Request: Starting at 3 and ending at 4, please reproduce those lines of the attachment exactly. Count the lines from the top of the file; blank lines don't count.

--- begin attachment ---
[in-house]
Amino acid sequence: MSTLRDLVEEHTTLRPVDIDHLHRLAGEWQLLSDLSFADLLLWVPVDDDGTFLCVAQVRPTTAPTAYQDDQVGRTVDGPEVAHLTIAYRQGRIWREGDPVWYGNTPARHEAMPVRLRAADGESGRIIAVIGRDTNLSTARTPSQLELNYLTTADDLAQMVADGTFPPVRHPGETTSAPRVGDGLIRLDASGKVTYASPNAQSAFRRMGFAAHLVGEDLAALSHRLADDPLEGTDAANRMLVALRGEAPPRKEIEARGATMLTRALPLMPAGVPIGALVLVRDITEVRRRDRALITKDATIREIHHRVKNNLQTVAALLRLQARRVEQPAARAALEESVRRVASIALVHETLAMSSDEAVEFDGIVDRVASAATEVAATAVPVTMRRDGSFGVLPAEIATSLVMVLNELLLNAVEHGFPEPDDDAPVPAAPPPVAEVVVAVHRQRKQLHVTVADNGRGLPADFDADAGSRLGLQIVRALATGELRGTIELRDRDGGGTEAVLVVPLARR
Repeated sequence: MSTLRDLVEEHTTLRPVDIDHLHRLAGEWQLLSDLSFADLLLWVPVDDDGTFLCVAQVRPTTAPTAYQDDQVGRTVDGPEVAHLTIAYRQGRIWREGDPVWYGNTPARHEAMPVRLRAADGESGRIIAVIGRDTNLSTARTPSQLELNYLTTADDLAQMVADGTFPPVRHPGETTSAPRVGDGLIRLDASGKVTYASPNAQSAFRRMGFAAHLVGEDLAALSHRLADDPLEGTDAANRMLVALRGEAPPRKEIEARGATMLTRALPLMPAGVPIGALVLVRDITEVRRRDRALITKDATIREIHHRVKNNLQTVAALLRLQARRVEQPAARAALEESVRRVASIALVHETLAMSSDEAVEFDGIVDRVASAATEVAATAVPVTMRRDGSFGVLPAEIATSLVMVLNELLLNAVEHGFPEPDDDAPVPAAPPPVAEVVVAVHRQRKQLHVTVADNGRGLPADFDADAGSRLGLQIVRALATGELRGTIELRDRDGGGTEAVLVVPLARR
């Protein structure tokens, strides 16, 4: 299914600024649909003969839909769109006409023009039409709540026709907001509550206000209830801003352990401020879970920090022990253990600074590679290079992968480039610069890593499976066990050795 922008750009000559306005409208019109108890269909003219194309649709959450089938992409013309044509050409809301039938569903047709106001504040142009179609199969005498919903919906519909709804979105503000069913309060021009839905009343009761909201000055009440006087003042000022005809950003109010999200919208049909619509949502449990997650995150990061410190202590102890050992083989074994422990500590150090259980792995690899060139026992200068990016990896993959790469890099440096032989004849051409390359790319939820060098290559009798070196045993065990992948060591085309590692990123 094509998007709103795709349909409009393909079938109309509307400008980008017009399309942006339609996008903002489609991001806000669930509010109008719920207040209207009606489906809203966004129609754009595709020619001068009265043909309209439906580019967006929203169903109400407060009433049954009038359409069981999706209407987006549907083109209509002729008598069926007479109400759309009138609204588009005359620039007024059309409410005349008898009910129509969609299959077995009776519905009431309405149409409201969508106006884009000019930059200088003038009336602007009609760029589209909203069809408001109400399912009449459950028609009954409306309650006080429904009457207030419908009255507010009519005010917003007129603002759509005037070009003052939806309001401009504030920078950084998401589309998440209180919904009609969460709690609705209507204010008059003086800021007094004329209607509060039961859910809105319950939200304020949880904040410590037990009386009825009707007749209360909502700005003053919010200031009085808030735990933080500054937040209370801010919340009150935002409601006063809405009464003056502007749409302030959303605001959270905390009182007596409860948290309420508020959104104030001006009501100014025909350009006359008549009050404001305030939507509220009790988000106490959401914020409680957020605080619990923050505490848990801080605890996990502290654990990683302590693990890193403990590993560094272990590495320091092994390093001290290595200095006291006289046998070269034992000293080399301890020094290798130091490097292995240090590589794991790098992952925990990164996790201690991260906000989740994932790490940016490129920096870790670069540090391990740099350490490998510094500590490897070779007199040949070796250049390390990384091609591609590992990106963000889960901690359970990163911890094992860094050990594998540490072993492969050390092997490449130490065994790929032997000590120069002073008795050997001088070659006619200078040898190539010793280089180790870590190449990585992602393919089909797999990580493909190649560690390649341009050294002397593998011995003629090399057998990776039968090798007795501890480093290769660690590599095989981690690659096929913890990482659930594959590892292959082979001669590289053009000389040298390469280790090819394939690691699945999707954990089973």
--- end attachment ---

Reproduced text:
Repeated sequence: MSTLRDLVEEHTTLRPVDIDHLHRLAGEWQLLSDLSFADLLLWVPVDDDGTFLCVAQVRPTTAPTAYQDDQVGRTVDGPEVAHLTIAYRQGRIWREGDPVWYGNTPARHEAMPVRLRAADGESGRIIAVIGRDTNLSTARTPSQLELNYLTTADDLAQMVADGTFPPVRHPGETTSAPRVGDGLIRLDASGKVTYASPNAQSAFRRMGFAAHLVGEDLAALSHRLADDPLEGTDAANRMLVALRGEAPPRKEIEARGATMLTRALPLMPAGVPIGALVLVRDITEVRRRDRALITKDATIREIHHRVKNNLQTVAALLRLQARRVEQPAARAALEESVRRVASIALVHETLAMSSDEAVEFDGIVDRVASAATEVAATAVPVTMRRDGSFGVLPAEIATSLVMVLNELLLNAVEHGFPEPDDDAPVPAAPPPVAEVVVAVHRQRKQLHVTVADNGRGLPADFDADAGSRLGLQIVRALATGELRGTIELRDRDGGGTEAVLVVPLARR
């Protein structure tokens, strides 16, 4: 299914600024649909003969839909769109006409023009039409709540026709907001509550206000209830801003352990401020879970920090022990253990600074590679290079992968480039610069890593499976066990050795 922008750009000559306005409208019109108890269909003219194309649709959450089938992409013309044509050409809301039938569903047709106001504040142009179609199969005498919903919906519909709804979105503000069913309060021009839905009343009761909201000055009440006087003042000022005809950003109010999200919208049909619509949502449990997650995150990061410190202590102890050992083989074994422990500590150090259980792995690899060139026992200068990016990896993959790469890099440096032989004849051409390359790319939820060098290559009798070196045993065990992948060591085309590692990123 094509998007709103795709349909409009393909079938109309509307400008980008017009399309942006339609996008903002489609991001806000669930509010109008719920207040209207009606489906809203966004129609754009595709020619001068009265043909309209439906580019967006929203169903109400407060009433049954009038359409069981999706209407987006549907083109209509002729008598069926007479109400759309009138609204588009005359620039007024059309409410005349008898009910129509969609299959077995009776519905009431309405149409409201969508106006884009000019930059200088003038009336602007009609760029589209909203069809408001109400399912009449459950028609009954409306309650006080429904009457207030419908009255507010009519005010917003007129603002759509005037070009003052939806309001401009504030920078950084998401589309998440209180919904009609969460709690609705209507204010008059003086800021007094004329209607509060039961859910809105319950939200304020949880904040410590037990009386009825009707007749209360909502700005003053919010200031009085808030735990933080500054937040209370801010919340009150935002409601006063809405009464003056502007749409302030959303605001959270905390009182007596409860948290309420508020959104104030001006009501100014025909350009006359008549009050404001305030939507509220009790988000106490959401914020409680957020605080619990923050505490848990801080605890996990502290654990990683302590693990890193403990590993560094272990590495320091092994390093001290290595200095006291006289046998070269034992000293080399301890020094290798130091490097292995240090590589794991790098992952925990990164996790201690991260906000989740994932790490940016490129920096870790670069540090391990740099350490490998510094500590490897070779007199040949070796250049390390990384091609591609590992990106963000889960901690359970990163911890094992860094050990594998540490072993492969050390092997490449130490065994790929032997000590120069002073008795050997001088070659006619200078040898190539010793280089180790870590190449990585992602393919089909797999990580493909190649560690390649341009050294002397593998011995003629090399057998990776039968090798007795501890480093290769660690590599095989981690690659096929913890990482659930594959590892292959082979001669590289053009000389040298390469280790090819394939690691699945999707954990089973």